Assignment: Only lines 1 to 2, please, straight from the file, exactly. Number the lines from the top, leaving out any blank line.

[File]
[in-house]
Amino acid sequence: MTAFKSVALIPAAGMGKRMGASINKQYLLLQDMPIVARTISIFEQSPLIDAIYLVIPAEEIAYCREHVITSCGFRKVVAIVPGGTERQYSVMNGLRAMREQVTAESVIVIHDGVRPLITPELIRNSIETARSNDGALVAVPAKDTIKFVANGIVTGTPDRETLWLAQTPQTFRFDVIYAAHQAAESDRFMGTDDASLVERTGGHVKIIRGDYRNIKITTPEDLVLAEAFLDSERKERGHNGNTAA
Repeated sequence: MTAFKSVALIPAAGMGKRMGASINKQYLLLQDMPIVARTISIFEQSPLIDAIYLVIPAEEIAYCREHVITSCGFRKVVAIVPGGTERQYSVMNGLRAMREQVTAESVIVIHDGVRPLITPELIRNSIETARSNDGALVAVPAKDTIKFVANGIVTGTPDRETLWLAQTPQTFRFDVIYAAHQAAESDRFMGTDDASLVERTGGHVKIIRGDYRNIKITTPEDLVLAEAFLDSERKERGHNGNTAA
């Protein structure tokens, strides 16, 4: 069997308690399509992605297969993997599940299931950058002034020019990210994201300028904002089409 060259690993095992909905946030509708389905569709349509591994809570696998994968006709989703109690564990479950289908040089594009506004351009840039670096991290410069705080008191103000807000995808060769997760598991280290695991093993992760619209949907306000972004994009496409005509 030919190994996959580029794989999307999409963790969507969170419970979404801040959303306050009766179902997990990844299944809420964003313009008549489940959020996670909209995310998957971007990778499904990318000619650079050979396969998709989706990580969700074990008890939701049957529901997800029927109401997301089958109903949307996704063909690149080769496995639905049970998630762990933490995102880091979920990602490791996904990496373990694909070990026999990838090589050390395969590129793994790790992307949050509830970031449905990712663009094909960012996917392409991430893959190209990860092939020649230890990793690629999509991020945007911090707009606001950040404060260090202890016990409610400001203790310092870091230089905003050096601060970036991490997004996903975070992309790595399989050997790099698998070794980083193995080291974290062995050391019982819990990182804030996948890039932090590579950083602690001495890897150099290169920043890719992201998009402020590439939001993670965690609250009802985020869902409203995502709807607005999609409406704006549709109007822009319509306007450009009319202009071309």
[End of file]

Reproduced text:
[in-house]
Amino acid sequence: MTAFKSVALIPAAGMGKRMGASINKQYLLLQDMPIVARTISIFEQSPLIDAIYLVIPAEEIAYCREHVITSCGFRKVVAIVPGGTERQYSVMNGLRAMREQVTAESVIVIHDGVRPLITPELIRNSIETARSNDGALVAVPAKDTIKFVANGIVTGTPDRETLWLAQTPQTFRFDVIYAAHQAAESDRFMGTDDASLVERTGGHVKIIRGDYRNIKITTPEDLVLAEAFLDSERKERGHNGNTAA